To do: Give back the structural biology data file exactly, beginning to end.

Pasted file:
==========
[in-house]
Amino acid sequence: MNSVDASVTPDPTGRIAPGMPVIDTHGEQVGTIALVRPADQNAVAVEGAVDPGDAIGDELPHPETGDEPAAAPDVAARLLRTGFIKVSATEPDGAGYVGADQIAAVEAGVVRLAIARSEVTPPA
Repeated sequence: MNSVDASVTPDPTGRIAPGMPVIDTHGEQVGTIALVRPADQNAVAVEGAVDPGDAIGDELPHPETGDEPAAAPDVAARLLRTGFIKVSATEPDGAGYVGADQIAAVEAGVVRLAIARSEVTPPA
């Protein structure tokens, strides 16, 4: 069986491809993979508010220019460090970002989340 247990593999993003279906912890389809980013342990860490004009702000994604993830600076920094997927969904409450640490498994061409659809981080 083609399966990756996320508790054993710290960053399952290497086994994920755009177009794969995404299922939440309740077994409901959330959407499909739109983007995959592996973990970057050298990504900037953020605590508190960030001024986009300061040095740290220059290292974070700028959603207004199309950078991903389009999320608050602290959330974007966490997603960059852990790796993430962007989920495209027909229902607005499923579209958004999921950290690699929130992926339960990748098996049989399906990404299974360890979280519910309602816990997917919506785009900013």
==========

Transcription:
[in-house]
Amino acid sequence: MNSVDASVTPDPTGRIAPGMPVIDTHGEQVGTIALVRPADQNAVAVEGAVDPGDAIGDELPHPETGDEPAAAPDVAARLLRTGFIKVSATEPDGAGYVGADQIAAVEAGVVRLAIARSEVTPPA
Repeated sequence: MNSVDASVTPDPTGRIAPGMPVIDTHGEQVGTIALVRPADQNAVAVEGAVDPGDAIGDELPHPETGDEPAAAPDVAARLLRTGFIKVSATEPDGAGYVGADQIAAVEAGVVRLAIARSEVTPPA
């Protein structure tokens, strides 16, 4: 069986491809993979508010220019460090970002989340 247990593999993003279906912890389809980013342990860490004009702000994604993830600076920094997927969904409450640490498994061409659809981080 083609399966990756996320508790054993710290960053399952290497086994994920755009177009794969995404299922939440309740077994409901959330959407499909739109983007995959592996973990970057050298990504900037953020605590508190960030001024986009300061040095740290220059290292974070700028959603207004199309950078991903389009999320608050602290959330974007966490997603960059852990790796993430962007989920495209027909229902607005499923579209958004999921950290690699929130992926339960990748098996049989399906990404299974360890979280519910309602816990997917919506785009900013």